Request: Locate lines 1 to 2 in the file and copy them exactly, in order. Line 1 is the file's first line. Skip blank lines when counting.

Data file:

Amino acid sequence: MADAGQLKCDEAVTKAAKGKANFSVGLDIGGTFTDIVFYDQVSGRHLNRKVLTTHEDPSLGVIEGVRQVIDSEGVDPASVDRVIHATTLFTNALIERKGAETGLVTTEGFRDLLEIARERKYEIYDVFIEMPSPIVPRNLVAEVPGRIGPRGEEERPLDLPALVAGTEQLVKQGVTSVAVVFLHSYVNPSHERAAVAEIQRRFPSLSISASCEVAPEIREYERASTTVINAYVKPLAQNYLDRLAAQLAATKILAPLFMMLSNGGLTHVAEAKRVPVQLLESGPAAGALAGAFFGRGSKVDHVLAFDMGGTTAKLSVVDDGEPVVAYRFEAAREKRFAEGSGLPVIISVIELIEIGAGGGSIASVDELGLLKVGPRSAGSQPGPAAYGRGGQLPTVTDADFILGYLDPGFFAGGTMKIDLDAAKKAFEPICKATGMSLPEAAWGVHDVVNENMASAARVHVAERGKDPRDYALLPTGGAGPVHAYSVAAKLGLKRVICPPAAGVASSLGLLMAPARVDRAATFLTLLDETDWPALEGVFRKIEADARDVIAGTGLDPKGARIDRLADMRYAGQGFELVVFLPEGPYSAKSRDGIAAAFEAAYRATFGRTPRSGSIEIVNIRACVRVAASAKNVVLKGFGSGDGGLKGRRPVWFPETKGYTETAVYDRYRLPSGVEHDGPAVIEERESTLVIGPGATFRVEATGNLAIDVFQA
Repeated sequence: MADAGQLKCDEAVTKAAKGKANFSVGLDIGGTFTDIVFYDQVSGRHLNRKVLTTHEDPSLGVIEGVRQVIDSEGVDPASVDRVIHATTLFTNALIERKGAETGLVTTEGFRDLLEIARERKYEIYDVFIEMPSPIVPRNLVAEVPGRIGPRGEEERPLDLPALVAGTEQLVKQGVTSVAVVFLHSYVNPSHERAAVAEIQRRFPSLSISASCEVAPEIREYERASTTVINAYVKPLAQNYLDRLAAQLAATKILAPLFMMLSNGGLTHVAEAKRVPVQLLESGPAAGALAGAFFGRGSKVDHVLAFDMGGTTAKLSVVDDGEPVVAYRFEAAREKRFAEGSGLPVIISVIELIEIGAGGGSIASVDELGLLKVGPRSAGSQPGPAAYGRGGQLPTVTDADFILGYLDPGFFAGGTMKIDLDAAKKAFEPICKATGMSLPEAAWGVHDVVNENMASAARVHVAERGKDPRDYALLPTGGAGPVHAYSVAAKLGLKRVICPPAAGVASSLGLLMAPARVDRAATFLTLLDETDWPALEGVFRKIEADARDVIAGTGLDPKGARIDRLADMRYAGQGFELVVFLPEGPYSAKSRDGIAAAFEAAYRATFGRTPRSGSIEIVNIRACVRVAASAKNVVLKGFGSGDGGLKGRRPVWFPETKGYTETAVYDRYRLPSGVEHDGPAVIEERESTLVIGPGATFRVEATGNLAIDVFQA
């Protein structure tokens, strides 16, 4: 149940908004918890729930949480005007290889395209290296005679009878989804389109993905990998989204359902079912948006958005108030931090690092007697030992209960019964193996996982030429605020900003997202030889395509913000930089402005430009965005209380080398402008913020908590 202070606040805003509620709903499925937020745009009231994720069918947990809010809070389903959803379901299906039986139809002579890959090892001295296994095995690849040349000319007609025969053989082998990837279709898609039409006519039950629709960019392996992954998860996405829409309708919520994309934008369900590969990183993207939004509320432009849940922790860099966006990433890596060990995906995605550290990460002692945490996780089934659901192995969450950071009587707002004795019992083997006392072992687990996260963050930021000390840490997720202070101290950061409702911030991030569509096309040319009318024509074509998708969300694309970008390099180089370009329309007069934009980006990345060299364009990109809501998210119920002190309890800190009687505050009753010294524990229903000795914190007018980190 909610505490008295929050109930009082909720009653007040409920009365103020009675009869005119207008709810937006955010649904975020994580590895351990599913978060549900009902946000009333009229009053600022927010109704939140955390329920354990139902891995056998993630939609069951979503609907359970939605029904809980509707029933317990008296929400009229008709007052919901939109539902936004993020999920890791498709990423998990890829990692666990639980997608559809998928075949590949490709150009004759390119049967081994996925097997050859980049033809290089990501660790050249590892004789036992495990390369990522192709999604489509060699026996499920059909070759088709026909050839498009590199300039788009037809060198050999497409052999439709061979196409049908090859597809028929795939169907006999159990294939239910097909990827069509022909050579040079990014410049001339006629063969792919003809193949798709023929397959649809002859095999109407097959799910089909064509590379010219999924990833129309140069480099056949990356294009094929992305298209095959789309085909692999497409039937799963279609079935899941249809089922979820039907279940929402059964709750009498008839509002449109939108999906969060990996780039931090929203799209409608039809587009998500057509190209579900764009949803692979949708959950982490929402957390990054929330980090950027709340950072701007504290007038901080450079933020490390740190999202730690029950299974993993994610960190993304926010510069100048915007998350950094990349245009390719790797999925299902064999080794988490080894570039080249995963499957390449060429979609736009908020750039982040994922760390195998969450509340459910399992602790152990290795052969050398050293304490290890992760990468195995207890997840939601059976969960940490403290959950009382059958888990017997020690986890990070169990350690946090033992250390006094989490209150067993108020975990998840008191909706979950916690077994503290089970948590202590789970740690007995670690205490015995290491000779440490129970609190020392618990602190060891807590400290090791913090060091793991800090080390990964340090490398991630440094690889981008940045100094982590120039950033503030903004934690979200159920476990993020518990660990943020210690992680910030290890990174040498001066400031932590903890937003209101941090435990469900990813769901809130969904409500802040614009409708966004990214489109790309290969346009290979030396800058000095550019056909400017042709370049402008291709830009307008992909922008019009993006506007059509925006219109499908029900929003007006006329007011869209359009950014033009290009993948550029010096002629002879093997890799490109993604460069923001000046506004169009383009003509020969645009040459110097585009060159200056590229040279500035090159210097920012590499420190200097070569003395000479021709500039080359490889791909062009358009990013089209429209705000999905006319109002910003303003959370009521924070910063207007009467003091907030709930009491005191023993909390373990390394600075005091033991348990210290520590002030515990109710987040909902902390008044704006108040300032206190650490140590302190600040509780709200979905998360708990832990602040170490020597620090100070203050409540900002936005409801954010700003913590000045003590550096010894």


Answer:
Amino acid sequence: MADAGQLKCDEAVTKAAKGKANFSVGLDIGGTFTDIVFYDQVSGRHLNRKVLTTHEDPSLGVIEGVRQVIDSEGVDPASVDRVIHATTLFTNALIERKGAETGLVTTEGFRDLLEIARERKYEIYDVFIEMPSPIVPRNLVAEVPGRIGPRGEEERPLDLPALVAGTEQLVKQGVTSVAVVFLHSYVNPSHERAAVAEIQRRFPSLSISASCEVAPEIREYERASTTVINAYVKPLAQNYLDRLAAQLAATKILAPLFMMLSNGGLTHVAEAKRVPVQLLESGPAAGALAGAFFGRGSKVDHVLAFDMGGTTAKLSVVDDGEPVVAYRFEAAREKRFAEGSGLPVIISVIELIEIGAGGGSIASVDELGLLKVGPRSAGSQPGPAAYGRGGQLPTVTDADFILGYLDPGFFAGGTMKIDLDAAKKAFEPICKATGMSLPEAAWGVHDVVNENMASAARVHVAERGKDPRDYALLPTGGAGPVHAYSVAAKLGLKRVICPPAAGVASSLGLLMAPARVDRAATFLTLLDETDWPALEGVFRKIEADARDVIAGTGLDPKGARIDRLADMRYAGQGFELVVFLPEGPYSAKSRDGIAAAFEAAYRATFGRTPRSGSIEIVNIRACVRVAASAKNVVLKGFGSGDGGLKGRRPVWFPETKGYTETAVYDRYRLPSGVEHDGPAVIEERESTLVIGPGATFRVEATGNLAIDVFQA
Repeated sequence: MADAGQLKCDEAVTKAAKGKANFSVGLDIGGTFTDIVFYDQVSGRHLNRKVLTTHEDPSLGVIEGVRQVIDSEGVDPASVDRVIHATTLFTNALIERKGAETGLVTTEGFRDLLEIARERKYEIYDVFIEMPSPIVPRNLVAEVPGRIGPRGEEERPLDLPALVAGTEQLVKQGVTSVAVVFLHSYVNPSHERAAVAEIQRRFPSLSISASCEVAPEIREYERASTTVINAYVKPLAQNYLDRLAAQLAATKILAPLFMMLSNGGLTHVAEAKRVPVQLLESGPAAGALAGAFFGRGSKVDHVLAFDMGGTTAKLSVVDDGEPVVAYRFEAAREKRFAEGSGLPVIISVIELIEIGAGGGSIASVDELGLLKVGPRSAGSQPGPAAYGRGGQLPTVTDADFILGYLDPGFFAGGTMKIDLDAAKKAFEPICKATGMSLPEAAWGVHDVVNENMASAARVHVAERGKDPRDYALLPTGGAGPVHAYSVAAKLGLKRVICPPAAGVASSLGLLMAPARVDRAATFLTLLDETDWPALEGVFRKIEADARDVIAGTGLDPKGARIDRLADMRYAGQGFELVVFLPEGPYSAKSRDGIAAAFEAAYRATFGRTPRSGSIEIVNIRACVRVAASAKNVVLKGFGSGDGGLKGRRPVWFPETKGYTETAVYDRYRLPSGVEHDGPAVIEERESTLVIGPGATFRVEATGNLAIDVFQA